Guide dogs can accompany owners at state theaters

DAILY SABAH WITH AA
ISTANBUL
Published 18.05.2019 00:08
Updated 18.05.2019 00:40
Nurdeniz Tuçer watches the rehearsals of an Istanbul State Theaters' play with her guide dog Kara.
Nurdeniz Tuçer watches the rehearsals of an Istanbul State Theaters' play with her guide dog Kara.

Guide dogs are the best helpers for the visually impaired as they lead them everywhere, making life easier. Guide dogs are not considered pets but rather escorts for the visually impaired so they have to be allowed any place where their owners go. Step by step, institutions have begun to accept guide dogs in places where pets are not allowed, most recently the Istanbul State Theaters.

Visually impaired lawyer Mustafa Keskin made an application to the Istanbul State Theaters and asked the management if it is possible for him to go to a play with his guide dog Tabs. For the first time in Turkey, a theater company ruled that guide dogs could be allowed inside the halls with their owners.

To celebrate the new rule, the Istanbul State Theater hosted Mustafa Keskin and his guide dog Tabs along with lawyer Nurdeniz Tunçer, who is also a visually impaired citizen and the head of the Guide Dog Association, at Tekel Stage in Üsküdar, Istanbul. Tunçer and Keskin were present at rehearsals and the actual performance.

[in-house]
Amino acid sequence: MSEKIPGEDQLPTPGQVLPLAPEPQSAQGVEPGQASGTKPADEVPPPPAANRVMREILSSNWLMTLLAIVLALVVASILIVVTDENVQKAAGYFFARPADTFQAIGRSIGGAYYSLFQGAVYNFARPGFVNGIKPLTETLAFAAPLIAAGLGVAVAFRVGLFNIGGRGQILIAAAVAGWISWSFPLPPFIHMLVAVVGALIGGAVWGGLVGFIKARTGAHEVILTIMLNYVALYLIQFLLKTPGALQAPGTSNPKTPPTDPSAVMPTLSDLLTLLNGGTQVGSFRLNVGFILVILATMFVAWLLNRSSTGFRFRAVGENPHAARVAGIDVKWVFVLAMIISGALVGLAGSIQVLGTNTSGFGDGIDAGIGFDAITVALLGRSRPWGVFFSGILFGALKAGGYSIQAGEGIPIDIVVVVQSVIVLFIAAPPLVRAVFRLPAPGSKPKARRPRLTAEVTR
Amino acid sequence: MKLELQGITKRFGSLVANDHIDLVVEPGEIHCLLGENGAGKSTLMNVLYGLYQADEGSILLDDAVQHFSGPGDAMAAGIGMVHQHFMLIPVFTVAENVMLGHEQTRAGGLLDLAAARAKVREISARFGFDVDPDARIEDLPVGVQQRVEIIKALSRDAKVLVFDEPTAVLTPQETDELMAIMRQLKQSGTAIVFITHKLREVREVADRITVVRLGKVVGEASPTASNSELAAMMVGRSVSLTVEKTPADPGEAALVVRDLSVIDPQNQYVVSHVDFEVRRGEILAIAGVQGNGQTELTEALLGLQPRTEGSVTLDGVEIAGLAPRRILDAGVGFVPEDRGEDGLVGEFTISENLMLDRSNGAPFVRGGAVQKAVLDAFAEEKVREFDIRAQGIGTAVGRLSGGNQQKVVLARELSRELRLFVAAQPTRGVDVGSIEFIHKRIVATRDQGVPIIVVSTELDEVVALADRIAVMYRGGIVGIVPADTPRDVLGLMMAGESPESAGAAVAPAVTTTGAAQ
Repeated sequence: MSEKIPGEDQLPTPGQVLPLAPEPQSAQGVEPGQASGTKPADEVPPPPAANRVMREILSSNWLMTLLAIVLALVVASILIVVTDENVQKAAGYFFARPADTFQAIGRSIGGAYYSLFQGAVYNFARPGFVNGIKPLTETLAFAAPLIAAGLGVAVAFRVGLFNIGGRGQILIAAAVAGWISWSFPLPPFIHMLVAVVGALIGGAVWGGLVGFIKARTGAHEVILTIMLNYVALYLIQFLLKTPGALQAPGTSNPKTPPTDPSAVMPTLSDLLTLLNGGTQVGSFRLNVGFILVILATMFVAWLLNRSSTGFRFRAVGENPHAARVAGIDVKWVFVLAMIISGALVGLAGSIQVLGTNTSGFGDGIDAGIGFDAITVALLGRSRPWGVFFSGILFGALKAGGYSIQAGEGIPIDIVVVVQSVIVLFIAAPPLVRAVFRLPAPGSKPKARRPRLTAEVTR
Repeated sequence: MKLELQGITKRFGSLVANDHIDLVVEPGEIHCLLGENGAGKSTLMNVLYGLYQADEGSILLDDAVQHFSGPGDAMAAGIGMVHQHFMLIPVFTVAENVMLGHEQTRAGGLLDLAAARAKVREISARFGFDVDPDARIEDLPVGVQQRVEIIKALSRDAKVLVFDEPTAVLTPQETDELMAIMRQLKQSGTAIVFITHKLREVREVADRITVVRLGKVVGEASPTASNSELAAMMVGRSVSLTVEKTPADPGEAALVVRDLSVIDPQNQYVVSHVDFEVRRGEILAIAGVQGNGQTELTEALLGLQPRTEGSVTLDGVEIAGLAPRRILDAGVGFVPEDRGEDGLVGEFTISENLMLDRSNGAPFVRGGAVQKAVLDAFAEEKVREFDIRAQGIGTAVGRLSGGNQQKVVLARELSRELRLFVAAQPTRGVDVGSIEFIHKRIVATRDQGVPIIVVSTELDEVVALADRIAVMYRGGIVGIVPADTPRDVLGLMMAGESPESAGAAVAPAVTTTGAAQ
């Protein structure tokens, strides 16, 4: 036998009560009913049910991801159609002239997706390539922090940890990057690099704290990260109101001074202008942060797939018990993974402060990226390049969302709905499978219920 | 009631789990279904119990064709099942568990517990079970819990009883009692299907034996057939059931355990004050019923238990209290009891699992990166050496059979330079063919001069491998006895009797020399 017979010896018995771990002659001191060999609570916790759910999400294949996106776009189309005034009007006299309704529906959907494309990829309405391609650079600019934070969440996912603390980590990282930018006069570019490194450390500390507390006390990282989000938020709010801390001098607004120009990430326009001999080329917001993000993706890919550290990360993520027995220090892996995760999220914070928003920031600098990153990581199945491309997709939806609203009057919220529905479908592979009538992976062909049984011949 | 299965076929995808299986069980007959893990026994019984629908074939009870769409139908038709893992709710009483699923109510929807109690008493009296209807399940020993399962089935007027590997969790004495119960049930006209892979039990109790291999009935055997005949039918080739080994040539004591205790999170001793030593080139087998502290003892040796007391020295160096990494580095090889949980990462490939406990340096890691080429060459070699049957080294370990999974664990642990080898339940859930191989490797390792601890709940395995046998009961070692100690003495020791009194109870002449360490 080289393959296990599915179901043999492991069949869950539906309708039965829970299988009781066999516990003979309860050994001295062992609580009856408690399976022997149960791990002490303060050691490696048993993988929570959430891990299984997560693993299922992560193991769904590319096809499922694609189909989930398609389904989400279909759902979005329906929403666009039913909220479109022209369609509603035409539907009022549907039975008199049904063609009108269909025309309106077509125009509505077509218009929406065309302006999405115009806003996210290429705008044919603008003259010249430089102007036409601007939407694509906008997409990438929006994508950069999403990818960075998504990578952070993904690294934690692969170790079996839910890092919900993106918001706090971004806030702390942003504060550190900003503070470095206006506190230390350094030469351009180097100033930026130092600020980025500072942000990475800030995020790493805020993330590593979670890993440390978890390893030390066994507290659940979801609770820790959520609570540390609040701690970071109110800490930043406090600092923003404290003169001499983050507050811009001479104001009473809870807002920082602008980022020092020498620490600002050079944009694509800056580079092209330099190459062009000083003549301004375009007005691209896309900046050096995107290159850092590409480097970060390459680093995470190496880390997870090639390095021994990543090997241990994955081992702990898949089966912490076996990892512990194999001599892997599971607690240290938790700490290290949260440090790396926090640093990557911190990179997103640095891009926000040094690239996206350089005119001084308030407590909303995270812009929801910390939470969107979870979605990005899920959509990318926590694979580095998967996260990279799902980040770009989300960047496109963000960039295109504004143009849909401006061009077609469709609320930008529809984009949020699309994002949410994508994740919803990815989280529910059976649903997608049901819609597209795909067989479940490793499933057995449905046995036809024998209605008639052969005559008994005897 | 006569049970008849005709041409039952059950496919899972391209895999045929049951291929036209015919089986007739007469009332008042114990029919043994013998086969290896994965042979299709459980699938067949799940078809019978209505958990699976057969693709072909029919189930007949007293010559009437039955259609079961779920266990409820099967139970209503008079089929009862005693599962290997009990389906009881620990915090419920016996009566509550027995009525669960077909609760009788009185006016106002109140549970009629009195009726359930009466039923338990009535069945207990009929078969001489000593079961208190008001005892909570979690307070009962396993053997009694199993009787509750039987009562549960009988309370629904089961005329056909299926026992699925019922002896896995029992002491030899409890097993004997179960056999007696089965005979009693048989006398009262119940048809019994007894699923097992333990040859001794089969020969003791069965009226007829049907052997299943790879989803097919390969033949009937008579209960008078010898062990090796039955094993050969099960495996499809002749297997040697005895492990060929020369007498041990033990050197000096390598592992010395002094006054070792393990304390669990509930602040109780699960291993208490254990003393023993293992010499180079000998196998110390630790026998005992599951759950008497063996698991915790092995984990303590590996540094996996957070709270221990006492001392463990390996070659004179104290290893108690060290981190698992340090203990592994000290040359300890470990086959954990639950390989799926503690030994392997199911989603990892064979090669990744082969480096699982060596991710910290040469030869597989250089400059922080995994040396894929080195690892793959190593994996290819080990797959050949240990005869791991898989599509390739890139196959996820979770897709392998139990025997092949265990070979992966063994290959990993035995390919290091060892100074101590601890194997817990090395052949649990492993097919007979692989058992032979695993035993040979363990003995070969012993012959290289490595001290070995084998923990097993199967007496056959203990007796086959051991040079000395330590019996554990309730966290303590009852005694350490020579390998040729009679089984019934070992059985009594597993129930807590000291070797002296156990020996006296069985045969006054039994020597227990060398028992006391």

Istanbul State Theaters head Atilla Şendil said they were surprise to get Keskin's mail about his guide dog. "We had no such practice before, and we were actually not very well informed. After thorough research, we found out that guide dogs can attend performances with their owners. From now on, the visually impaired and their guide dogs are welcomed to our live performances whether it is a play or a concert," Şendil added. Tunçer said she is very excited about the new practice of the state theaters, adding that their primary concern is to make art more accessible to the visually impaired.

Founded in 2014, the Guide Dog Association aims to change the lives of the visually impaired with the help of guide dogs, a relatively new concept in Turkey. Guide dogs are usually chosen from among certain breeds that are known to be more meek and friendly to humans. The trainers of the association first examine the dogs to determine whether they are obedient and healthy. Once they pass the test, the dogs undergo a year of training. Following training, guide dog candidates are given tests, and if they pass successfully, the dogs are trained to accompany visually impaired people for up to six months. The dogs are given to the blind free of charge.

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